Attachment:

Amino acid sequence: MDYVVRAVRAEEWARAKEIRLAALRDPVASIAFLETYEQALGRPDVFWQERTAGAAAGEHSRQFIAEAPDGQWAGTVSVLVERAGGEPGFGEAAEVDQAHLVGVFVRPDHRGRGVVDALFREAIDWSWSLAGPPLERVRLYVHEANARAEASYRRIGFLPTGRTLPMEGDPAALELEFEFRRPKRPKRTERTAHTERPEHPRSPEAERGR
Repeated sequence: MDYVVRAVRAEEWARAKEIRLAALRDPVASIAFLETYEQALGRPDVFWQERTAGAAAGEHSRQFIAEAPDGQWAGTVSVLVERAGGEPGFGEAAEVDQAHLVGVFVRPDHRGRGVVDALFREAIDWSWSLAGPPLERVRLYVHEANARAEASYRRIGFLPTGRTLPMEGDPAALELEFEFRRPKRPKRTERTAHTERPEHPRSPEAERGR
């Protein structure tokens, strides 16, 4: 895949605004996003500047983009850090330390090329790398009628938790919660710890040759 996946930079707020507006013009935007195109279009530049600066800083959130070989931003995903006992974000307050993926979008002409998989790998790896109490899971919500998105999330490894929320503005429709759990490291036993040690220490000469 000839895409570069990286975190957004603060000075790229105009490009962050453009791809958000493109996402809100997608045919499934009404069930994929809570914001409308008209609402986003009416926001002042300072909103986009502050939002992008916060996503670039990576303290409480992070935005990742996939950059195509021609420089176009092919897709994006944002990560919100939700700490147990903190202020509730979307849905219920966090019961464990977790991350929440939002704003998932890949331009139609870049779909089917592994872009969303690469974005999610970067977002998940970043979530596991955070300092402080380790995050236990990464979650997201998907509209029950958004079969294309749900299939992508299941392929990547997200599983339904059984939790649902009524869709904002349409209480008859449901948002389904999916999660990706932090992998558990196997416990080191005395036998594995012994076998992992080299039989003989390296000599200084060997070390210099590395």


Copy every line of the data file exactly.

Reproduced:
Amino acid sequence: MDYVVRAVRAEEWARAKEIRLAALRDPVASIAFLETYEQALGRPDVFWQERTAGAAAGEHSRQFIAEAPDGQWAGTVSVLVERAGGEPGFGEAAEVDQAHLVGVFVRPDHRGRGVVDALFREAIDWSWSLAGPPLERVRLYVHEANARAEASYRRIGFLPTGRTLPMEGDPAALELEFEFRRPKRPKRTERTAHTERPEHPRSPEAERGR
Repeated sequence: MDYVVRAVRAEEWARAKEIRLAALRDPVASIAFLETYEQALGRPDVFWQERTAGAAAGEHSRQFIAEAPDGQWAGTVSVLVERAGGEPGFGEAAEVDQAHLVGVFVRPDHRGRGVVDALFREAIDWSWSLAGPPLERVRLYVHEANARAEASYRRIGFLPTGRTLPMEGDPAALELEFEFRRPKRPKRTERTAHTERPEHPRSPEAERGR
């Protein structure tokens, strides 16, 4: 895949605004996003500047983009850090330390090329790398009628938790919660710890040759 996946930079707020507006013009935007195109279009530049600066800083959130070989931003995903006992974000307050993926979008002409998989790998790896109490899971919500998105999330490894929320503005429709759990490291036993040690220490000469 000839895409570069990286975190957004603060000075790229105009490009962050453009791809958000493109996402809100997608045919499934009404069930994929809570914001409308008209609402986003009416926001002042300072909103986009502050939002992008916060996503670039990576303290409480992070935005990742996939950059195509021609420089176009092919897709994006944002990560919100939700700490147990903190202020509730979307849905219920966090019961464990977790991350929440939002704003998932890949331009139609870049779909089917592994872009969303690469974005999610970067977002998940970043979530596991955070300092402080380790995050236990990464979650997201998907509209029950958004079969294309749900299939992508299941392929990547997200599983339904059984939790649902009524869709904002349409209480008859449901948002389904999916999660990706932090992998558990196997416990080191005395036998594995012994076998992992080299039989003989390296000599200084060997070390210099590395």